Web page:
“Accelerators have played a significant role in this growth journey, providing critical support to nearly 15,000+ start-ups and partnering with other stakeholders to drive initiatives,” Apoorva Ranjan Sharma, Co-founder and Managing Director at 9Unicorns says in the report.
Dr Ashutosh Khanna, PhD from London School of Economics, and currently an associate professor of strategy, innovation and entrepreneurship at IMI, Delhi, says the role played by accelerators is quite noteworthy. “They give soft infrastructure and help refine the business model and hence increase the scale. They remove the noise from the business model. But it doesn't mean the same mentor or accelerator will be successful for all businesses,” says Prof Khanna.
How do accelerators select start-ups?
Some of us may have an impression that a couple of engineering grads work hard on a start-up for a couple of years before they take a small entity into a billion dollar venture, but it is the collective effort of accelerators, mentors, investors and in fact - the entire ecosystem that works towards the success of a start-up.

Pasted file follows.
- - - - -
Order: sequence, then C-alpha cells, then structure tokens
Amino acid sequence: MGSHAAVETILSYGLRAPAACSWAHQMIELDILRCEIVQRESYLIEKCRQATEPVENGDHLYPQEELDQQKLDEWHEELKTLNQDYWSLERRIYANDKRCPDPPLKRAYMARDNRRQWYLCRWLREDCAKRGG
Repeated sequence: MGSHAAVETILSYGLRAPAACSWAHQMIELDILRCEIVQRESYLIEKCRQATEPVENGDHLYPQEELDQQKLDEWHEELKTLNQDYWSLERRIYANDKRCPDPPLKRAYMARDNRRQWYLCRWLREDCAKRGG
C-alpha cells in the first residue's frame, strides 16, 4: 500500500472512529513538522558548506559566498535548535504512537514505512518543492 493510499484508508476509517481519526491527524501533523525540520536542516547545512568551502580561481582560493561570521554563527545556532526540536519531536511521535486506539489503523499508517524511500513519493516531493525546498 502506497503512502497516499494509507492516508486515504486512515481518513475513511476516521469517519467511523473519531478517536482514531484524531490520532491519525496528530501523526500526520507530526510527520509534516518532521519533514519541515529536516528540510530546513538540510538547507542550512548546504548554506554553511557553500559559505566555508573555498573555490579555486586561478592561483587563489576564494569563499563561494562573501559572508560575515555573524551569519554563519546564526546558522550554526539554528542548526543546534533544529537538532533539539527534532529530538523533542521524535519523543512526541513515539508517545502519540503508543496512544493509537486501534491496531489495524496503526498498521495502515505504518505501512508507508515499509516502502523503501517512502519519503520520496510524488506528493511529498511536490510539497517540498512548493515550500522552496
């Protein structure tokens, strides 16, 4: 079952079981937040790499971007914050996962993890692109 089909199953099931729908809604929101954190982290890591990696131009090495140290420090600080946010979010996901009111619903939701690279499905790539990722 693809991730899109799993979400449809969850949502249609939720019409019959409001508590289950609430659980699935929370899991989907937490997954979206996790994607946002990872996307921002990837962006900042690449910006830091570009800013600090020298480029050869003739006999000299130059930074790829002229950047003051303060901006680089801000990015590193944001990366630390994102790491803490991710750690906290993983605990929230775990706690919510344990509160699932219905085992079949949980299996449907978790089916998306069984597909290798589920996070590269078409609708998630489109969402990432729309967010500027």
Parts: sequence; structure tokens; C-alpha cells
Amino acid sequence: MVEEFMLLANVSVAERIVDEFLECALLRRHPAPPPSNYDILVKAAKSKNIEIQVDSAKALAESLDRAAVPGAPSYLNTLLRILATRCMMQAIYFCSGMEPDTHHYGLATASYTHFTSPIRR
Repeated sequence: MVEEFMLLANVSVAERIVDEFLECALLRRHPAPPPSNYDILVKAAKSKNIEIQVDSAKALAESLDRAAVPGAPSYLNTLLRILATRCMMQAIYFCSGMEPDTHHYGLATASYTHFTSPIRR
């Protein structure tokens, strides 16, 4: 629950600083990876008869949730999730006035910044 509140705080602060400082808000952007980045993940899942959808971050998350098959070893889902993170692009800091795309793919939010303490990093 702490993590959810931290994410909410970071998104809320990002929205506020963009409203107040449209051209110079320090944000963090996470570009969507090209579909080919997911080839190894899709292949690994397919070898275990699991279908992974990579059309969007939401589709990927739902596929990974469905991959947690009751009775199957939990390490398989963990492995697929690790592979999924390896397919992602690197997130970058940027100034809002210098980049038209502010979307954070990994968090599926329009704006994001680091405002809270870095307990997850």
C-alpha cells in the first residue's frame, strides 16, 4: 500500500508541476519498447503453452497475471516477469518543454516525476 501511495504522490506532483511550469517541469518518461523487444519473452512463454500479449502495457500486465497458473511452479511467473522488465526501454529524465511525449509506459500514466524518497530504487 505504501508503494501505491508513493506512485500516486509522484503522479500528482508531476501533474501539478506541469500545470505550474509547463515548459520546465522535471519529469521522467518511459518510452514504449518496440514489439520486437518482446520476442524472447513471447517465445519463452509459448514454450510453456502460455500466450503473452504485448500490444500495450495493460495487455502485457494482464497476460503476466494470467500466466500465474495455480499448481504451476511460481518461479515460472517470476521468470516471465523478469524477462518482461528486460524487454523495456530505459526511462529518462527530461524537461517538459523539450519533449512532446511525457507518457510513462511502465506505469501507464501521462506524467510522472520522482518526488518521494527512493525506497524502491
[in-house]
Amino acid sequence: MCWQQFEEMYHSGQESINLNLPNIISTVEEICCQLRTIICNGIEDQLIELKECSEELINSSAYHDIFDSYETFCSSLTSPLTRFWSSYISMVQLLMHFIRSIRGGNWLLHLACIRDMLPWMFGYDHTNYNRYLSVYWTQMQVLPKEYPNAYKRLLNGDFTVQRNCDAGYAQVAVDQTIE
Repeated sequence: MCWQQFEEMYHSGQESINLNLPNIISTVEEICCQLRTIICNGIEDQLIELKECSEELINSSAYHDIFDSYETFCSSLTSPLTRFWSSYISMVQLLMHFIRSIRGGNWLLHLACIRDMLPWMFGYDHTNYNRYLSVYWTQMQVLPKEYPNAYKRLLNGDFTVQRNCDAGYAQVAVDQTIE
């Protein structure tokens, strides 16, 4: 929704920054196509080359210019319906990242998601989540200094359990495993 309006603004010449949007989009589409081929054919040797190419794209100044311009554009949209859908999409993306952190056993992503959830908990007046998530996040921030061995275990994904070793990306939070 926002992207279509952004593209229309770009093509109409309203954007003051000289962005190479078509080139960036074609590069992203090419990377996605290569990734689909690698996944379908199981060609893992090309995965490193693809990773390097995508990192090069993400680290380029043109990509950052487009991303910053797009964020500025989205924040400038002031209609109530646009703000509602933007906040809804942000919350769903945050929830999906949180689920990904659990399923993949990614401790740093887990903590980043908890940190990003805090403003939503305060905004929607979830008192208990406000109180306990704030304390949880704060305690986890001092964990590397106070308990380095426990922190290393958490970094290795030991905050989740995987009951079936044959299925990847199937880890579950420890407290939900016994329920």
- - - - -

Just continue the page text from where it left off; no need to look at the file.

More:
“Overall culture of an ecosystem decides whether it will thrive or not i.e., Silicon Valley in US and Bangalore and Pune in India are start-up hubs not because of one or two players, but because of the all the ecosystem players working together," says Dr Apoorva Palkar, director of Acceleration & Incubation Centre at Savitribhai Phule Pune University.
As they say it is easier said than done. Some of these start-ups may have become unicorns in no time, but there is a lot of work that goes behind the scene before these start-ups see the light of the day.